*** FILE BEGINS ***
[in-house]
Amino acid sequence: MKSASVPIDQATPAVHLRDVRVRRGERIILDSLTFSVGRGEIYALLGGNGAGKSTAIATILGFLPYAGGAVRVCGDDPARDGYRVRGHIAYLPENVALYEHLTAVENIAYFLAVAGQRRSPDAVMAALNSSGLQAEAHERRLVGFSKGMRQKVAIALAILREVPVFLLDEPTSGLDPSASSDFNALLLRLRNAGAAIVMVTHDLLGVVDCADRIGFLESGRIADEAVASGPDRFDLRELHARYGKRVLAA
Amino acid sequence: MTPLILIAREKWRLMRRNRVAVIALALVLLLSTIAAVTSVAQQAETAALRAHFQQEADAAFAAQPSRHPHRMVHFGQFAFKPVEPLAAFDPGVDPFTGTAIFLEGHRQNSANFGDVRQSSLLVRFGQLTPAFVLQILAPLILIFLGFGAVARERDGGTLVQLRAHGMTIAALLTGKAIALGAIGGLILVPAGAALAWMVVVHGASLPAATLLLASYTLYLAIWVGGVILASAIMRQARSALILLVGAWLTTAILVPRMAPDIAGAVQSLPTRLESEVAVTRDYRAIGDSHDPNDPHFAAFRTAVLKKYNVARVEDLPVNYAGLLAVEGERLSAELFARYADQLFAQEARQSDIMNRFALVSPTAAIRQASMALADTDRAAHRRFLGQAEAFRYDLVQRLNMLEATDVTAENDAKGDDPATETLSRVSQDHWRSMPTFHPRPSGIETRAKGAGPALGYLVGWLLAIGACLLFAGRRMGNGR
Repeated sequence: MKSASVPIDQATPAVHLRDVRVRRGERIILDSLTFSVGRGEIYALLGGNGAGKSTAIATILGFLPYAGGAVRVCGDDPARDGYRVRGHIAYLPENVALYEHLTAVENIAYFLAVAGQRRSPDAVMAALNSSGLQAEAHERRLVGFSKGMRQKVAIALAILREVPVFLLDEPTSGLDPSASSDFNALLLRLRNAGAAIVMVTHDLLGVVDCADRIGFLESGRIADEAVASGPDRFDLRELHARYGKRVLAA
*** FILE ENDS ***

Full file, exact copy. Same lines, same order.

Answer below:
[in-house]
Amino acid sequence: MKSASVPIDQATPAVHLRDVRVRRGERIILDSLTFSVGRGEIYALLGGNGAGKSTAIATILGFLPYAGGAVRVCGDDPARDGYRVRGHIAYLPENVALYEHLTAVENIAYFLAVAGQRRSPDAVMAALNSSGLQAEAHERRLVGFSKGMRQKVAIALAILREVPVFLLDEPTSGLDPSASSDFNALLLRLRNAGAAIVMVTHDLLGVVDCADRIGFLESGRIADEAVASGPDRFDLRELHARYGKRVLAA
Amino acid sequence: MTPLILIAREKWRLMRRNRVAVIALALVLLLSTIAAVTSVAQQAETAALRAHFQQEADAAFAAQPSRHPHRMVHFGQFAFKPVEPLAAFDPGVDPFTGTAIFLEGHRQNSANFGDVRQSSLLVRFGQLTPAFVLQILAPLILIFLGFGAVARERDGGTLVQLRAHGMTIAALLTGKAIALGAIGGLILVPAGAALAWMVVVHGASLPAATLLLASYTLYLAIWVGGVILASAIMRQARSALILLVGAWLTTAILVPRMAPDIAGAVQSLPTRLESEVAVTRDYRAIGDSHDPNDPHFAAFRTAVLKKYNVARVEDLPVNYAGLLAVEGERLSAELFARYADQLFAQEARQSDIMNRFALVSPTAAIRQASMALADTDRAAHRRFLGQAEAFRYDLVQRLNMLEATDVTAENDAKGDDPATETLSRVSQDHWRSMPTFHPRPSGIETRAKGAGPALGYLVGWLLAIGACLLFAGRRMGNGR
Repeated sequence: MKSASVPIDQATPAVHLRDVRVRRGERIILDSLTFSVGRGEIYALLGGNGAGKSTAIATILGFLPYAGGAVRVCGDDPARDGYRVRGHIAYLPENVALYEHLTAVENIAYFLAVAGQRRSPDAVMAALNSSGLQAEAHERRLVGFSKGMRQKVAIALAILREVPVFLLDEPTSGLDPSASSDFNALLLRLRNAGAAIVMVTHDLLGVVDCADRIGFLESGRIADEAVASGPDRFDLRELHARYGKRVLAA